When Japanese scientists discovered mysterious circular patterns on the ocean floor near the Amami Islands in 1995, they were wondering for a long time: who or what is the author of these unusual works of art? Mysterious drawings arose and disappeared in different places, but never the researchers could not find an unknown “artist” behind his work. It was not possible until 2011, when for 12 months a team of underwater scientists monitored the bottom section, where intricate patterns often appeared. A talented artist turned out to be a fish of the spiny arthron type. But why did she need such works of art?
Spiny anthroon (Arothron hispidus) is a luminous fish of the family of puffers inhabiting the Red Sea, Indian and Pacific oceans. These fish lead a solitary lifestyle and prefer the sandy marine soil in the lagoons and on the outer reefs at a depth of 1 to 50 meters. The thing is that for the survival of caviar these fish need sand of almost perfect consistency. That is why the male builds a special “nest” of sand in such a way that the flow strength is reduced by 25%, and everything is set in such a way that the grains of sand that are best suited for laying are brought to the center of the nest by water. A kind of engineering triumph of a tiny fish. We suggest that you see these amazing images with your own eyes, because the Japanese researchers spent so much time and effort on their filming.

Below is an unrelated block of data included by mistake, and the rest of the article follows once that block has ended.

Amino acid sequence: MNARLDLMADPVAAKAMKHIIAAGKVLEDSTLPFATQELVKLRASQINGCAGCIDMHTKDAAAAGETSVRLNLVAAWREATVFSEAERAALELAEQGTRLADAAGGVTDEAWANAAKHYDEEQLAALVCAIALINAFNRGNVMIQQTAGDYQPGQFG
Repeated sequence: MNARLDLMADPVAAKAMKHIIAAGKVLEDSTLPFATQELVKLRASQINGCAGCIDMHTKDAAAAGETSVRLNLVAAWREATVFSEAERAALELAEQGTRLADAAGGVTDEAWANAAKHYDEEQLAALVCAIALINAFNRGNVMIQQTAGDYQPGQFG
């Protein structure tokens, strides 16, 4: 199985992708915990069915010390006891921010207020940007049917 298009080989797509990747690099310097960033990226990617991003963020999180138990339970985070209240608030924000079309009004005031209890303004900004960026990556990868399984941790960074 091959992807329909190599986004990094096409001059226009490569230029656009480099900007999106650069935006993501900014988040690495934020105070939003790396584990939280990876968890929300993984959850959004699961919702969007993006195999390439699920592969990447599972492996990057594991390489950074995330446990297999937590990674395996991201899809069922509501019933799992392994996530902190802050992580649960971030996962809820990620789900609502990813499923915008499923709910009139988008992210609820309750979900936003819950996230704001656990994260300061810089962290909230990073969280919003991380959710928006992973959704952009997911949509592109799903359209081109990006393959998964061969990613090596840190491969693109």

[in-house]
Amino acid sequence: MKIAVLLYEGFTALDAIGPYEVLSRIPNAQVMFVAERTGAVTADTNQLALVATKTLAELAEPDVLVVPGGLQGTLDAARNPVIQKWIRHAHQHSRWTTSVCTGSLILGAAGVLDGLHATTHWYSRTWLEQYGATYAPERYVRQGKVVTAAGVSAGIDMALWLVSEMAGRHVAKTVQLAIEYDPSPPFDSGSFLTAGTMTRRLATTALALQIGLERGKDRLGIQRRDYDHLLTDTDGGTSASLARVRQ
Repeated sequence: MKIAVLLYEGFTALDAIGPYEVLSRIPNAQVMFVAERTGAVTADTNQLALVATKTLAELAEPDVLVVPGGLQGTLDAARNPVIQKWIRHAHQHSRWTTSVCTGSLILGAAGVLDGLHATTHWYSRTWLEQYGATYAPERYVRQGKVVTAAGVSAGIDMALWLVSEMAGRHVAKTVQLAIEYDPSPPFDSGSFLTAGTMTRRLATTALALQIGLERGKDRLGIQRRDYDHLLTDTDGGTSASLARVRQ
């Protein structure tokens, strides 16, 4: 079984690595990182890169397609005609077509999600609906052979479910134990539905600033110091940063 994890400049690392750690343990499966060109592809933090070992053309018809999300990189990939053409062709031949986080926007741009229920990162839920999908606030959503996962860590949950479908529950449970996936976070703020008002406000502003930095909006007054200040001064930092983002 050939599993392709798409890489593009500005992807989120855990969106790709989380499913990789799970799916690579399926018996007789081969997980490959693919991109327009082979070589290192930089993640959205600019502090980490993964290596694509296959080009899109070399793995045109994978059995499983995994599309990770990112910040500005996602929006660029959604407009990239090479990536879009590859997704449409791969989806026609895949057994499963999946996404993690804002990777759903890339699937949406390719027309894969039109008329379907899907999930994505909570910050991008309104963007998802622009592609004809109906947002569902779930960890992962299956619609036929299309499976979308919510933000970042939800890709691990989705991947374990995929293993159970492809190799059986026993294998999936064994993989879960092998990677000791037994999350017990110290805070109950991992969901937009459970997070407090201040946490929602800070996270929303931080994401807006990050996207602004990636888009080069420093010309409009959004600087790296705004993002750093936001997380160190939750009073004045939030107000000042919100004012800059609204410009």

The construction of the architectural work of the males of the Prickly Argotron takes about a week. They carefully clean the territory of various garbage, verify the diameter of the nest and the direction of the grooves they are digging. Everything should be perfect. The final touch is a fish version of “flowers and sweets” to attract a female. To do this, the male spreads beautiful shells around the edges of the nest and waits for the female to swim by and notice them, swim to the center of the nest and let him know that he is ready to spawn. The act of love in fish looks quite unusual: the male bites the female for the “cheek”, and in this position they dance for a few seconds. After the eggs are laid and fertilized, the female leaves the nest for good. Now nature will make everything else for fish. A lone male will erect his next architectural masterpiece on a new stretch of the bottom.